A General History of Randall Lineback Cattle

All history pages have been authored by Joe Henderson and Phil Sponenberg


The Randall Lineback breed is the last survivor of the once numerous “all-purpose” local landrace breeds of cattle that became popular throughout New England beginning in the late 1600s. These landrace breeds of cattle produced the milk, provided the meat, and did the heavy agricultural work of New England for hundreds of years. The precise origin and antecedents of the Randall Linebacks are shrouded in the mists of time, and will most likely never be known exactly, because they preceded the era of “purebred” cattle. However, the distinctive color pattern, the blood types, and the history of cattle introduction and breeding in New England all help to determine the likely origins of this breed.

Numerous European cattle from different homelands were introduced into New England in the first half of the 1600s. That century brought three formative trends to bear on New England cattle: first, over time, the imports were mixed together; second, they were isolated from further crossing; and, eventually, third, individuals with desirable traits were selected to produce hardy, useful cattle that served local demand for milk, draft, and meat for centuries thereafter. After 1650 the numbers of European cattle imported to New England diminished considerably due to the availability of cattle from elsewhere in North America and the high expense of new importations from Europe. Thus, North American sources of breeding stock from as far south as Virginia and as far north as Quebec became important breed stock sources for New England through the late 1600s, 1700s and mid-1800s while at the same time importations from Europe drastically diminished. The farmers in local areas created populations of cattle for local purposes and conditions. Local populations of “all-purpose” cattle were developed during the 1700s in the Mid-Atlantic and New England American colonies. It stands to reason that these cattle would have “all-purpose traits” since these early centuries demanded homesteading stock, in many cases for subsistence farming. These are referred to as “landrace” breeds.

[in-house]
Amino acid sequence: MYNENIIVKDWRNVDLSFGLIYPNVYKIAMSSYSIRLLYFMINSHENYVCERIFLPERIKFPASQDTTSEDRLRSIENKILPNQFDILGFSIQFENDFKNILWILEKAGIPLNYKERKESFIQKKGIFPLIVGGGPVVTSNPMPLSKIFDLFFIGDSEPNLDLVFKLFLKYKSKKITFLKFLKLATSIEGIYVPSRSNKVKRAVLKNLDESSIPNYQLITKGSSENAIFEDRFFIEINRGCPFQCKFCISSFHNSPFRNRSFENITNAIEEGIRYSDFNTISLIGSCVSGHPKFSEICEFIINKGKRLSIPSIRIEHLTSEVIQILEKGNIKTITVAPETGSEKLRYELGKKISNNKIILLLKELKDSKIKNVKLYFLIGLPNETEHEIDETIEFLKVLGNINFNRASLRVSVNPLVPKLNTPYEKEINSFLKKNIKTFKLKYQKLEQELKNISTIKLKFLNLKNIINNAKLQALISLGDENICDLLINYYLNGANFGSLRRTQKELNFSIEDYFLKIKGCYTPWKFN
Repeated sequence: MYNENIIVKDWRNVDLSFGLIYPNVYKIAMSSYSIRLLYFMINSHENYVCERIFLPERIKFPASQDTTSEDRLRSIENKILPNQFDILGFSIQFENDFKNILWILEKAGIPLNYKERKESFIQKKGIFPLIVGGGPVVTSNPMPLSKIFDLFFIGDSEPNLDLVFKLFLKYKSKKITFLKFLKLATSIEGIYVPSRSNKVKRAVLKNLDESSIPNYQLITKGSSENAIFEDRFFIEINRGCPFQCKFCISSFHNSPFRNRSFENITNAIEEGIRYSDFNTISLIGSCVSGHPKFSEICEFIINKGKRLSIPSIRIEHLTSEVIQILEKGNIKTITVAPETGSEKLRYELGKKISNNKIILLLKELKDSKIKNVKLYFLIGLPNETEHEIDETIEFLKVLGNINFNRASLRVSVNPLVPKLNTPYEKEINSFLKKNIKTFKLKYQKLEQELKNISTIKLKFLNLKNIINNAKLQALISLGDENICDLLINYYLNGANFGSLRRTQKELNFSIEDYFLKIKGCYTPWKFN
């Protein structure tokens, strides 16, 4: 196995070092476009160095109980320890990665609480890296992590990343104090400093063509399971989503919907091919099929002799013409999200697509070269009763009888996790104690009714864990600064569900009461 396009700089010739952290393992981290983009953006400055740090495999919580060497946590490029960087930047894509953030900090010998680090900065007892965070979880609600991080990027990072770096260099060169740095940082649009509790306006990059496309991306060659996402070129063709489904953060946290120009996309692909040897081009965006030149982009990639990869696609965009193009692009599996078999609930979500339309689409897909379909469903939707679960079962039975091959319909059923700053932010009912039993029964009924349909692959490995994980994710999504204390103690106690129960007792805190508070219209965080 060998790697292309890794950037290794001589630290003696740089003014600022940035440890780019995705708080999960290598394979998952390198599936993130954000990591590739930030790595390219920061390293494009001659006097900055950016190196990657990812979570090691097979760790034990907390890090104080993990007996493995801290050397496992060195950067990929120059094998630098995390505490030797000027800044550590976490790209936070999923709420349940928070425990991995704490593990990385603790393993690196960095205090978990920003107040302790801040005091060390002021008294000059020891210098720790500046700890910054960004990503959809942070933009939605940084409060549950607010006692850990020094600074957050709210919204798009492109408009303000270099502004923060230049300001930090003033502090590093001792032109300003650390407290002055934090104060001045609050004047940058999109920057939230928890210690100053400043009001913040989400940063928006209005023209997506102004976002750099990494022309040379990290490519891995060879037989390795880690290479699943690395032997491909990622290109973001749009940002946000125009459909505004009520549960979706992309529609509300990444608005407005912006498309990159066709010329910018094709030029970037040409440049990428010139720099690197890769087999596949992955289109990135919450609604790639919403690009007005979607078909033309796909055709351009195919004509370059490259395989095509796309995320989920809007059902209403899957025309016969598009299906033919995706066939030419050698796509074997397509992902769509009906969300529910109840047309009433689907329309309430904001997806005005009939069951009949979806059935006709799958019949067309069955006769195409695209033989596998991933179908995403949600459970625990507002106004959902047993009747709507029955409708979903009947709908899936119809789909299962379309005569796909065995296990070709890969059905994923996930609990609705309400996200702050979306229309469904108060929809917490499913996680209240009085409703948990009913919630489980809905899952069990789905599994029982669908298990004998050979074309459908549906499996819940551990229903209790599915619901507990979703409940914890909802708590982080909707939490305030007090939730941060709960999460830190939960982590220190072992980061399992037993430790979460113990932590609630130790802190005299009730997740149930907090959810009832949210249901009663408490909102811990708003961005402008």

“Landrace” is a designation that is used to denote animal populations that arise in local areas for local production purposes. The breeding of landraces is usually fairly casual, and they gain uniformity mainly through their isolation from other livestock. This landrace pattern of development results in useful breeds, adapted to their particular geographies. This was true of the New England lineback cattle of the 1700s and 1800s. A drive to specialization, and the resulting introduction of standardized pure breeds of specialized cattle in the late 1800s and throughout the 1900s led to the eventual disappearance of most landrace cattle. The local cattle suffered two fates. Some were graded up with purebred bulls, becoming over time more and more like the purebred breeds of those bulls. Others were replaced outright by the pure breeds, which tended to emphasize a particular attribute such as volume of milk production, or amount of marbled beef. Changing to the standardized pure breeds brought with it some increase in production – but also a decrease in adaptation to a particular geography, along with that geography’s climate, parasite and disease prevalence, and forage.